OFCCP Prioritized Onsite Investigation Based on Oral Complaints

OFCCP brought a lawsuit against Baker DC, LLC (Baker) alleging denial of access and contractor non-compliance with an ongoing compliance review, and thereby violating Executive Order 11246, Section 503, & VEVRAA. The defendant argued that they were unlawfully scheduled for an onsite investigation based on unsubstantiated oral allegations made at an outreach event. During the hearing, OFCCP denied this claim. They counter-argued that the defendant was selected for an audit via an administratively neutral selection system and OFCCP merely prioritized Baker’s onsite review over other open reviews due to the oral allegations.

To provide a little more context, all mega construction projects, i.e. construction projects with 25 million or more in contract value and a duration of at least one year, are automatically eligible for a compliance review three months into the initiation of the project. Baker was a subcontractor for a mega construction project with project initiation date of November 2015 and therefore eligible before March 2016, when the compliance review began. OFCCP scheduled the onsite in May 2016.

Once eligible for an audit, a contractor undergoes the following four major stages (as outlined in the Federal Contractor Compliance Manual; p. 114):

  1. Pre-review preparation: OFCCP notifies the establishment of the review and confirms the date and time of the review. Contractor is notified of the list of documents needed during the review.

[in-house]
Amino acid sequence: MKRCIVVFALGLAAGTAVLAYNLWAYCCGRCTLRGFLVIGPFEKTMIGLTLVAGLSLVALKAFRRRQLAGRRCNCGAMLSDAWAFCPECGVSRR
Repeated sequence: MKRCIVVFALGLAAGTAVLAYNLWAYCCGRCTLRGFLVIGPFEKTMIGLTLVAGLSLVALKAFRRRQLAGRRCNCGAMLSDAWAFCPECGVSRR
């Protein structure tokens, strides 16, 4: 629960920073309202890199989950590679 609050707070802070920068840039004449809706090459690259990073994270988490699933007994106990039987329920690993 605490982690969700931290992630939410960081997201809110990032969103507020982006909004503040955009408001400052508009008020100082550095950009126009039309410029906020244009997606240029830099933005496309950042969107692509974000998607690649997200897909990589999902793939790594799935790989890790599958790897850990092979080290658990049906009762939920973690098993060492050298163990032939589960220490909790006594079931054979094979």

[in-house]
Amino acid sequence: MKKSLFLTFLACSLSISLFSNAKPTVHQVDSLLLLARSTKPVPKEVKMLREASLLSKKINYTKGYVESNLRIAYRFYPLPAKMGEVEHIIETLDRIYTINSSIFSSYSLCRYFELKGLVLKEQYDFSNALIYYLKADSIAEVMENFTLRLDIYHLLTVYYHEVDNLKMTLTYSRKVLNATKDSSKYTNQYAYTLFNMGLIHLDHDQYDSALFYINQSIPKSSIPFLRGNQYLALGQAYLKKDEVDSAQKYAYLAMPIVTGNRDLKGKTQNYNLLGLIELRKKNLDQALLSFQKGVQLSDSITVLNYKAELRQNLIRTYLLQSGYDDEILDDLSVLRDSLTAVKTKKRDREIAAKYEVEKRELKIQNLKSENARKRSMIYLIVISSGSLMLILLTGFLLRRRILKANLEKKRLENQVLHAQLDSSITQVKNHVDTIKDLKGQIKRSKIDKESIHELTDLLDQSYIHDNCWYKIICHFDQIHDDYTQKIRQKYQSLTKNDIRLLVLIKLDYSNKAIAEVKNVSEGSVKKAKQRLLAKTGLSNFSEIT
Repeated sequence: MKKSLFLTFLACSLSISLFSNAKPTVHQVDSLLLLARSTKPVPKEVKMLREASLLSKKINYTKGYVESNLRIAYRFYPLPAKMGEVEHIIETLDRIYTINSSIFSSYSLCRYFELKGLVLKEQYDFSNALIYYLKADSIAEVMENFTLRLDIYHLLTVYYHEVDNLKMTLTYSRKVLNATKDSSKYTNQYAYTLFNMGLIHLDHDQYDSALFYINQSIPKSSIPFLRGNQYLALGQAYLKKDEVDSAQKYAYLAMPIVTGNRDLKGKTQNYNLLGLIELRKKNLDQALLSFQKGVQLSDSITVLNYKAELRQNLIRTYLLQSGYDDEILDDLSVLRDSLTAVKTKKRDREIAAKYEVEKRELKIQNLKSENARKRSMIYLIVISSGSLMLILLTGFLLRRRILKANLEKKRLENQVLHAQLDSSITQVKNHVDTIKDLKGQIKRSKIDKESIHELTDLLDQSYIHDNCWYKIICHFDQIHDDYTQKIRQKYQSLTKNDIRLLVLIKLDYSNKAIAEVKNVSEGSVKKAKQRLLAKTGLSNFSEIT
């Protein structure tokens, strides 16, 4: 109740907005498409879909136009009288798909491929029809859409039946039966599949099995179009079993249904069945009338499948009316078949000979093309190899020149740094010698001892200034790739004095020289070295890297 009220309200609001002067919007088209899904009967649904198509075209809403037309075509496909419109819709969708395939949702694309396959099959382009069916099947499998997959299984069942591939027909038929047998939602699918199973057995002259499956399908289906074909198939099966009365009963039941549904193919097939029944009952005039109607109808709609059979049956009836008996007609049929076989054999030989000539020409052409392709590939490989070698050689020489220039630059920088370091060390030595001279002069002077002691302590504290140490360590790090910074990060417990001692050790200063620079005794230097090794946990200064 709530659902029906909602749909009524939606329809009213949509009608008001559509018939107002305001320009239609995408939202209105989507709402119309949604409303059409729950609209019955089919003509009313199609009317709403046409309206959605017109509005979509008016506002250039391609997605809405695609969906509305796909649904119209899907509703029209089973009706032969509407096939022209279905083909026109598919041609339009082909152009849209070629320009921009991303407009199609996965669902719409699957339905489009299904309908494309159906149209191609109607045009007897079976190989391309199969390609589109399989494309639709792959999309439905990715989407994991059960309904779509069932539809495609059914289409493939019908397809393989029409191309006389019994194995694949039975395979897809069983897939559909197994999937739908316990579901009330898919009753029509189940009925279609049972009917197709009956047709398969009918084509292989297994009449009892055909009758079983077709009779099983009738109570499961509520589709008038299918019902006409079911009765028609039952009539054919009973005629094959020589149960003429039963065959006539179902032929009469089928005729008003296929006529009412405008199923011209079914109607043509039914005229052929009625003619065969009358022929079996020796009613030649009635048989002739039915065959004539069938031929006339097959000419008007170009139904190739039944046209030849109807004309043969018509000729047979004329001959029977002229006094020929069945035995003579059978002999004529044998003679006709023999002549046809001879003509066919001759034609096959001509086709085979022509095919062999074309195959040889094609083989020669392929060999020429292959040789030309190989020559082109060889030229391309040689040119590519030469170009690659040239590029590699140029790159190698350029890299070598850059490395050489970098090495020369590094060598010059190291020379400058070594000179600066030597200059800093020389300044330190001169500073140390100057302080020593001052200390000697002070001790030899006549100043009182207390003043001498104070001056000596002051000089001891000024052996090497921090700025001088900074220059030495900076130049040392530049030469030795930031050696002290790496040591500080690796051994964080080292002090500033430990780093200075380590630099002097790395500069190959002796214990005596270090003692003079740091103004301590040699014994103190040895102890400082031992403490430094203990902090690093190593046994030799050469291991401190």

2. Onsite review: OFCCP reviews required personnel documents and may also conduct interviews on contractor sites to evaluate compliance with EO 11246, 503 and VEVRAA.
  3. Compliance review report: OFCCP prepares a report which includes scope of the review, analysis and identification of any problem areas, and recommendations.
  4. Notification of compliance review results: Depending on the findings, OFCCP prepares Letter of No Violation or Notice of Violation.

Taking into account the audit selection process and components of an onsite review phase, the judge ruled in favor of OFCCP. The June 8 ruling stated that the onsite review was not triggered due to oral complaints and does not violate the Fourth Amendment. The court also concluded that the request for additional documents was under the purview of the onsite phase (see phase 2 above) and ordered Baker to comply with OFCCP future requests. Baker faces termination of all government contracts and debarment if they fail to comply with this order. Click here to view the ruling.

By Vinaya Sakpal, HR Analyst, and Rachel Monroe, HR Analyst at DCI Consulting Group

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